“He’s as much of a grinder as you’ll see,” Rex said. “He knows the value of preparation and bringing that to this football team. And his expertise is really something that I’m excited about. … I really think it’s going to be a great thing to have him in our building.”

For Ryan’s sake, it needs to be an even better thing when the 2016 season begins. He will be under tremendous pressure to reverse the fortunes of a team that finished 8-8 in his first season as its head coach largely because the defense, expected to be its strength, fell from fourth in 2014 to 19th.

The Bills desperately need to find a way to recapture the pass-rushing prowess that the ’14 defense showed in leading the NFL with 54 sacks – 33 more than it had in ’15. However, Ryan insisted, it won’t do so by replicating the scheme that former defensive coordinator Jim Schwartz used and multiple members of the Bills’ defensive line said was a better fit for their skills.

Ryan said he made that mistake in the Bills’ first game against Tom Brady and the New England Patriots last season, a 40-32 loss, by running “nothing but the defense that was played the year before.”

“And I knew better,” Ryan said. “I thought going in, I was like, ‘You know what? That’s not the way you play this guy. But I get it, we’re this way.’ And he lit us up to the tune of 550-some yards. And I was like, ‘That’s not the best thing for us.’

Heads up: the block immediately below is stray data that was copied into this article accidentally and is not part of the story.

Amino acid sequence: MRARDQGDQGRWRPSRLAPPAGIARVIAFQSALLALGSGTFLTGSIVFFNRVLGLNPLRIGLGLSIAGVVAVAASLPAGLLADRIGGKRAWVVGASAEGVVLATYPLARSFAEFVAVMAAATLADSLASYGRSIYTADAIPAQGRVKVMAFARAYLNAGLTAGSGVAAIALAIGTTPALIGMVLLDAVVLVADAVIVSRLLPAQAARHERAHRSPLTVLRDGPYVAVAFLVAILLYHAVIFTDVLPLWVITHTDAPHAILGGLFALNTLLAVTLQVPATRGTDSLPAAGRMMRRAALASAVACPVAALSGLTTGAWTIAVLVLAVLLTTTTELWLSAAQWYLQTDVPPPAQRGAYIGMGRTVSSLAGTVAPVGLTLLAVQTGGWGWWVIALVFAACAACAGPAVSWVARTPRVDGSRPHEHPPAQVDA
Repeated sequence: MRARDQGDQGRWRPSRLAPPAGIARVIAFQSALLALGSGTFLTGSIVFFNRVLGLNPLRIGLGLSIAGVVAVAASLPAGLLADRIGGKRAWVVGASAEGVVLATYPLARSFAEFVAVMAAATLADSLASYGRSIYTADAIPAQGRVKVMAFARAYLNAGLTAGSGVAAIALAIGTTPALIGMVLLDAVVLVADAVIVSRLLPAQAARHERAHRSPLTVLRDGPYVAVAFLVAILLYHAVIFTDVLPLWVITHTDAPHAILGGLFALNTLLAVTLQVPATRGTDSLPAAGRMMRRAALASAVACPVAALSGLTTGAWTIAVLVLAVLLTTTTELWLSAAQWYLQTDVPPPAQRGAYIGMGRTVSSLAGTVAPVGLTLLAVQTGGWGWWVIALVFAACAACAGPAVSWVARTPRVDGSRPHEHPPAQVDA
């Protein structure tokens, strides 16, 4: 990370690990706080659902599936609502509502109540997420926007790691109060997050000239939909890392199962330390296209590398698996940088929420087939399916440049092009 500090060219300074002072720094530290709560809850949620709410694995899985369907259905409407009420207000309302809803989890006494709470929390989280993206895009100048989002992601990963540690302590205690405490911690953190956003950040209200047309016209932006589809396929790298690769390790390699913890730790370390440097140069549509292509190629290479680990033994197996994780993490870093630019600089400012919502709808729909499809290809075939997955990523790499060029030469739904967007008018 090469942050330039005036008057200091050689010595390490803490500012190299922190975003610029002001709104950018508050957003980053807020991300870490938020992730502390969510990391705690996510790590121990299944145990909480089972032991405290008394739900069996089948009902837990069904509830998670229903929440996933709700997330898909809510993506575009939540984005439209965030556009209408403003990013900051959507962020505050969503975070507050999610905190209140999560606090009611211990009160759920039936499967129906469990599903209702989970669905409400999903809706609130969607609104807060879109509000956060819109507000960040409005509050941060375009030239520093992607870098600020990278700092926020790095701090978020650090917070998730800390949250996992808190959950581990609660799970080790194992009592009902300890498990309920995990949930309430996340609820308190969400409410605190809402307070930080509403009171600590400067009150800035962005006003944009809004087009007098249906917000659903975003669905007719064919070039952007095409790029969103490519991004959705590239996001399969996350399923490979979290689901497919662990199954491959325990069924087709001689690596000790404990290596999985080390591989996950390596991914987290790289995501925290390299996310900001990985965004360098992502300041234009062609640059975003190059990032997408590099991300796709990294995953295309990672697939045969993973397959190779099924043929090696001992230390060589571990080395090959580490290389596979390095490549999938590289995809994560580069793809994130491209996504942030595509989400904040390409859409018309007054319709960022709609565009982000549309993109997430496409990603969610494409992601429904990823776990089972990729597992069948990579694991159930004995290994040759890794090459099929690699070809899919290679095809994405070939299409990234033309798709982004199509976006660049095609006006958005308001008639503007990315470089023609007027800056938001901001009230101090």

“We’ve got to move forward and we’ve got to be all in. I’m going to be a team that’s miserable to prepare for and take advantage of our players and things like that. … because this isn’t just me. I’m not just ram-rodding this system. I’ve always had a system that relies on the players.”

Ryan wanted it known that he took that approach last season. He also wanted it known that, for some reason, his defensive players didn’t provide direct feedback to him about their discomfort with the scheme until the final two weeks of the season, victories against Dallas and the New York Jets.

“When I ask specifically about, ‘What do you not like? What are you uncomfortable with?’ I finally, at the end of the year, started getting some answers,” Ryan said. “Like, ‘Oh, yeah, hey, some feedback. Yeah, this, this.’ I don’t know what it was. So making adjustments on the sidelines, I felt a little more trust as the season went on. So I feel great about that.”

In a clear swipe at disgruntled defensive end Mario Williams, who was the most vocal about being required to drop into coverage and having fewer chances to rush the quarterback, Ryan said his defense is “not just built for one man. It’s built for all 11 men, and I think that’s what they’ve got to understand.

“Now, moving forward, I can’t wait. I can’t wait to see Jerry Hughes now that I really know who Jerry Hughes is. Jerry Hughes is a multi-talented player. I get it now. I see it more. He’s not just a hand-in-the-dirt, rush-the-passer (guy). He can do so much. There are so many different things that our guys can do. I’m so excited to come back in. Let’s make this thing go.”